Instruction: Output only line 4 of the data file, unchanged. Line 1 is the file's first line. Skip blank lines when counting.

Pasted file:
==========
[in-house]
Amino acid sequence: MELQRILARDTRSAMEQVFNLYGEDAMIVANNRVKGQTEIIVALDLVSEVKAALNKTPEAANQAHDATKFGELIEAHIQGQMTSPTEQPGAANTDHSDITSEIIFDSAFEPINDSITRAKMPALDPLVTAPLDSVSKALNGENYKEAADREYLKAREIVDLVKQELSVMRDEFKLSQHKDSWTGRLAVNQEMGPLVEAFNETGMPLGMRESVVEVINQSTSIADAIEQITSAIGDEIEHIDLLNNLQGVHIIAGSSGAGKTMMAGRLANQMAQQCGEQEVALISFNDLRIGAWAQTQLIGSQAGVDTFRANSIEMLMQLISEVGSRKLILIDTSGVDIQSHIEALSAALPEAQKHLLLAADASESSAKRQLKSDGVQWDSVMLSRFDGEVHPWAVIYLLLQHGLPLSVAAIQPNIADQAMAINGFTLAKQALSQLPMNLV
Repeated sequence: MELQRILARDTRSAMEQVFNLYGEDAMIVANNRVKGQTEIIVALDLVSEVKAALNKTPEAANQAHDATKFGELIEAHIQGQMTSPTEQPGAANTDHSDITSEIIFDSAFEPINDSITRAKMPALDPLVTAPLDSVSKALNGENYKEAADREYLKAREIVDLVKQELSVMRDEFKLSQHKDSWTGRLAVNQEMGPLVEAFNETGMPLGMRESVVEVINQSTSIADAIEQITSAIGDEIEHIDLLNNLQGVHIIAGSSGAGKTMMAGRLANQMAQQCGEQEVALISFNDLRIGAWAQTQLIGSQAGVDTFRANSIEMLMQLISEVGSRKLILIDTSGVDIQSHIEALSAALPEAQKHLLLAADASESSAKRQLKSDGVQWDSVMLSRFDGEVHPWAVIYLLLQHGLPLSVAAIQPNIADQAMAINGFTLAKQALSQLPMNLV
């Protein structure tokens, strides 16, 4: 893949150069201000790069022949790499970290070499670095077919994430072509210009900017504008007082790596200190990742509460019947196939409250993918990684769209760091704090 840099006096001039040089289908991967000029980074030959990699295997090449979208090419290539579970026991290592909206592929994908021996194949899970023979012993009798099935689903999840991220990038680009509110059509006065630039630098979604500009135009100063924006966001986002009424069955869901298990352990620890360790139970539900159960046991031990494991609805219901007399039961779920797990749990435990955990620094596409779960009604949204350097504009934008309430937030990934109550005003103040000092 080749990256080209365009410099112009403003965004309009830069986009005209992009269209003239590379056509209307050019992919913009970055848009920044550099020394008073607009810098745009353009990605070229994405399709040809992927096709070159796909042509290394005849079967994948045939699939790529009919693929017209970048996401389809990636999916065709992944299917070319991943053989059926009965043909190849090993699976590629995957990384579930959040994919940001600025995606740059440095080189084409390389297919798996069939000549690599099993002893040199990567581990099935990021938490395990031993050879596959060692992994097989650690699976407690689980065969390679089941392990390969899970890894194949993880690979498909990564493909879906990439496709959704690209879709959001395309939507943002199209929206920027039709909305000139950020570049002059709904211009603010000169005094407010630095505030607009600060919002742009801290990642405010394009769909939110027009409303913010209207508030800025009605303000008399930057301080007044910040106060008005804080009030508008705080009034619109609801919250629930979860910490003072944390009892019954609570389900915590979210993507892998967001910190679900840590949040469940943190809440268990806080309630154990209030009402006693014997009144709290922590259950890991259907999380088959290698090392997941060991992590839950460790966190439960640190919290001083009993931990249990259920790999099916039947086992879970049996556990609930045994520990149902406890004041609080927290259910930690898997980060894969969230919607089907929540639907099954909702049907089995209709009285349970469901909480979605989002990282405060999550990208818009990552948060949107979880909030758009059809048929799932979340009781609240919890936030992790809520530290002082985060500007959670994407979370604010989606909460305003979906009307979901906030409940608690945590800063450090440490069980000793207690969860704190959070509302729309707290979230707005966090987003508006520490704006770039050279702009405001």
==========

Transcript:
């Protein structure tokens, strides 16, 4: 893949150069201000790069022949790499970290070499670095077919994430072509210009900017504008007082790596200190990742509460019947196939409250993918990684769209760091704090 840099006096001039040089289908991967000029980074030959990699295997090449979208090419290539579970026991290592909206592929994908021996194949899970023979012993009798099935689903999840991220990038680009509110059509006065630039630098979604500009135009100063924006966001986002009424069955869901298990352990620890360790139970539900159960046991031990494991609805219901007399039961779920797990749990435990955990620094596409779960009604949204350097504009934008309430937030990934109550005003103040000092 080749990256080209365009410099112009403003965004309009830069986009005209992009269209003239590379056509209307050019992919913009970055848009920044550099020394008073607009810098745009353009990605070229994405399709040809992927096709070159796909042509290394005849079967994948045939699939790529009919693929017209970048996401389809990636999916065709992944299917070319991943053989059926009965043909190849090993699976590629995957990384579930959040994919940001600025995606740059440095080189084409390389297919798996069939000549690599099993002893040199990567581990099935990021938490395990031993050879596959060692992994097989650690699976407690689980065969390679089941392990390969899970890894194949993880690979498909990564493909879906990439496709959704690209879709959001395309939507943002199209929206920027039709909305000139950020570049002059709904211009603010000169005094407010630095505030607009600060919002742009801290990642405010394009769909939110027009409303913010209207508030800025009605303000008399930057301080007044910040106060008005804080009030508008705080009034619109609801919250629930979860910490003072944390009892019954609570389900915590979210993507892998967001910190679900840590949040469940943190809440268990806080309630154990209030009402006693014997009144709290922590259950890991259907999380088959290698090392997941060991992590839950460790966190439960640190919290001083009993931990249990259920790999099916039947086992879970049996556990609930045994520990149902406890004041609080927290259910930690898997980060894969969230919607089907929540639907099954909702049907089995209709009285349970469901909480979605989002990282405060999550990208818009990552948060949107979880909030758009059809048929799932979340009781609240919890936030992790809520530290002082985060500007959670994407979370604010989606909460305003979906009307979901906030409940608690945590800063450090440490069980000793207690969860704190959070509302729309707290979230707005966090987003508006520490704006770039050279702009405001």